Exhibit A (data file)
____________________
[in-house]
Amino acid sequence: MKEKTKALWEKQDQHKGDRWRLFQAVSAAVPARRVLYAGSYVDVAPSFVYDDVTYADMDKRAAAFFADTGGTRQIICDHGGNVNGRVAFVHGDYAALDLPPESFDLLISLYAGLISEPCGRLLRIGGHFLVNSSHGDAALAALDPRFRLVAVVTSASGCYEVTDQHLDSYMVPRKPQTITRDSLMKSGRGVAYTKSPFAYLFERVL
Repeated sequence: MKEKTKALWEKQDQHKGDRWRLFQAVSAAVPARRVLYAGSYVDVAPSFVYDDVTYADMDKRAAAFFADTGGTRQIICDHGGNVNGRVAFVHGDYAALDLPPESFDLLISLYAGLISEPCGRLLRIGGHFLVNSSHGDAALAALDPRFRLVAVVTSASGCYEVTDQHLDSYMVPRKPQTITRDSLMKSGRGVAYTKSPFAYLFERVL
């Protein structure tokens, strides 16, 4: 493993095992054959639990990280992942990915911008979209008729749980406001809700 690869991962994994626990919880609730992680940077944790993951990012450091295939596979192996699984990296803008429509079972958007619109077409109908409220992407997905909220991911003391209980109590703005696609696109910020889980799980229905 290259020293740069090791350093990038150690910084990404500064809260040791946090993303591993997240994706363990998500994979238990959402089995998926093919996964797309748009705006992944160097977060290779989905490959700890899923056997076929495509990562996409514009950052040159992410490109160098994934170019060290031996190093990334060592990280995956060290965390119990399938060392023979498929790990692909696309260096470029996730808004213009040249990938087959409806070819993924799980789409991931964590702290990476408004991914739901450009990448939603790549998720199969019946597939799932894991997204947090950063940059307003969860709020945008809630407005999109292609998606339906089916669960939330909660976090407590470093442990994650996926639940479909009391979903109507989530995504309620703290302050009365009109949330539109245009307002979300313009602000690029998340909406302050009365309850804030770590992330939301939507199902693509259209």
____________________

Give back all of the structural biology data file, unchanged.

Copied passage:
[in-house]
Amino acid sequence: MKEKTKALWEKQDQHKGDRWRLFQAVSAAVPARRVLYAGSYVDVAPSFVYDDVTYADMDKRAAAFFADTGGTRQIICDHGGNVNGRVAFVHGDYAALDLPPESFDLLISLYAGLISEPCGRLLRIGGHFLVNSSHGDAALAALDPRFRLVAVVTSASGCYEVTDQHLDSYMVPRKPQTITRDSLMKSGRGVAYTKSPFAYLFERVL
Repeated sequence: MKEKTKALWEKQDQHKGDRWRLFQAVSAAVPARRVLYAGSYVDVAPSFVYDDVTYADMDKRAAAFFADTGGTRQIICDHGGNVNGRVAFVHGDYAALDLPPESFDLLISLYAGLISEPCGRLLRIGGHFLVNSSHGDAALAALDPRFRLVAVVTSASGCYEVTDQHLDSYMVPRKPQTITRDSLMKSGRGVAYTKSPFAYLFERVL
């Protein structure tokens, strides 16, 4: 493993095992054959639990990280992942990915911008979209008729749980406001809700 690869991962994994626990919880609730992680940077944790993951990012450091295939596979192996699984990296803008429509079972958007619109077409109908409220992407997905909220991911003391209980109590703005696609696109910020889980799980229905 290259020293740069090791350093990038150690910084990404500064809260040791946090993303591993997240994706363990998500994979238990959402089995998926093919996964797309748009705006992944160097977060290779989905490959700890899923056997076929495509990562996409514009950052040159992410490109160098994934170019060290031996190093990334060592990280995956060290965390119990399938060392023979498929790990692909696309260096470029996730808004213009040249990938087959409806070819993924799980789409991931964590702290990476408004991914739901450009990448939603790549998720199969019946597939799932894991997204947090950063940059307003969860709020945008809630407005999109292609998606339906089916669960939330909660976090407590470093442990994650996926639940479909009391979903109507989530995504309620703290302050009365009109949330539109245009307002979300313009602000690029998340909406302050009365309850804030770590992330939301939507199902693509259209």